Page

Title: Page
Author: Tamora Pierce
Series: The Protector of the Small #2
Publication Date: May 23, 2000
Genre: (Young Adult) Fantasy / Magic / Adventure

Ta-dah! Kel’s made it through probation! (Oops, was that a spoiler? You kind of expected it, right? Since she’s the heroine and all and the story can’t go on without her?) The knighthood training consists of four years as a page (modern translation: middle school), four years as a squire (high school, shadowing teachers/employed professionals), and pass the Ordeal of Knighthood (yay job!). This book details Kel’s next three years as a page. Life as a page isn’t easy, and Kel continues to try to balance her studies with her extracurriculars (ex. going on an anti-bullying campaign, essentially) and her developments into womanhood. Tammy always manages to fit so much time into one book without making it boring, and I was totally engrossed in seemingly mundane things. Also, more animals in this book!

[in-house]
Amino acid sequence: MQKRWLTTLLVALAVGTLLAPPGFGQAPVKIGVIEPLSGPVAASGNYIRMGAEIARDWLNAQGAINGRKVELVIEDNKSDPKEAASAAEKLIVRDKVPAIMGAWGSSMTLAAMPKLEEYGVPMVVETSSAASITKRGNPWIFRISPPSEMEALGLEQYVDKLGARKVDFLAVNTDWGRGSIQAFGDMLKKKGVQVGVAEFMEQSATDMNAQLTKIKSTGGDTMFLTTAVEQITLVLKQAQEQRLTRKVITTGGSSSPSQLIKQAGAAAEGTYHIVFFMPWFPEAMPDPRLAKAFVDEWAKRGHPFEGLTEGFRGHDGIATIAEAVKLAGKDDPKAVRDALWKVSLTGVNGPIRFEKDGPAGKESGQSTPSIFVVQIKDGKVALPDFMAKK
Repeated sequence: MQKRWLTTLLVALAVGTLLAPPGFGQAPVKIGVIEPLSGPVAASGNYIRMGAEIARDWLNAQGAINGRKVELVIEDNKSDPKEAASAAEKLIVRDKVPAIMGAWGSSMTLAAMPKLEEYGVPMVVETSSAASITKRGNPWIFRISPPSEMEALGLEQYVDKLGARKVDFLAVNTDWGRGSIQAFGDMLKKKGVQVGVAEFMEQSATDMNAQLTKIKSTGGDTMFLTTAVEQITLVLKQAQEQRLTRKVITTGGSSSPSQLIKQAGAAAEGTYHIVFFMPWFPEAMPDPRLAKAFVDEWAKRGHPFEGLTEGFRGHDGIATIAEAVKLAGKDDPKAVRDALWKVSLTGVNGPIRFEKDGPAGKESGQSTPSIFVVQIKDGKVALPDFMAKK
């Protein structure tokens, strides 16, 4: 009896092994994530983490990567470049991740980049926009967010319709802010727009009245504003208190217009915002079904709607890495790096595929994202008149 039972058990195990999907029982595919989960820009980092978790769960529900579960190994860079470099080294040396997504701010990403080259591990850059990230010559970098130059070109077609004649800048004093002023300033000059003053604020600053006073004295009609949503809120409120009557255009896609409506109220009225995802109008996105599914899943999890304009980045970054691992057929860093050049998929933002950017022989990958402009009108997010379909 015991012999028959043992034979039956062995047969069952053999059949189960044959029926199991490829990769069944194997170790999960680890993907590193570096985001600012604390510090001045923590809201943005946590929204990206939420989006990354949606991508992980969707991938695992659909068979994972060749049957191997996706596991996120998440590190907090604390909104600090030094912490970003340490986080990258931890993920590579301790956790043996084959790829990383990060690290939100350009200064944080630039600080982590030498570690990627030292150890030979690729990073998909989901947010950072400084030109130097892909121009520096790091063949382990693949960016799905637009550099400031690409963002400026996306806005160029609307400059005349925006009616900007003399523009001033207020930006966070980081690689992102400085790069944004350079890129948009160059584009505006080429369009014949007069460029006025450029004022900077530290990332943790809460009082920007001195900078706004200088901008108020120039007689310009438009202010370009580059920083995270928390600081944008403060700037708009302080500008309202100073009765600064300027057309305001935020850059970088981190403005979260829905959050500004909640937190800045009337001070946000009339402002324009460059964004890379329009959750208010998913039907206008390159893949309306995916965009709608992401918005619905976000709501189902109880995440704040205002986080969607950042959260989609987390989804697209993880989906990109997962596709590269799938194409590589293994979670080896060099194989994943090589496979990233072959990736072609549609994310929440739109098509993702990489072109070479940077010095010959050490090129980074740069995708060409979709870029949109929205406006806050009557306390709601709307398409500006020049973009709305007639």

Kel and her menagerie, via minuiko.

Squire

Title: Squire
Author: Tamora Pierce
Series: The Protector of the Small #3
Publication Date: May 1, 2001
Genre: (Young Adult) Fantasy / Magic / Adventure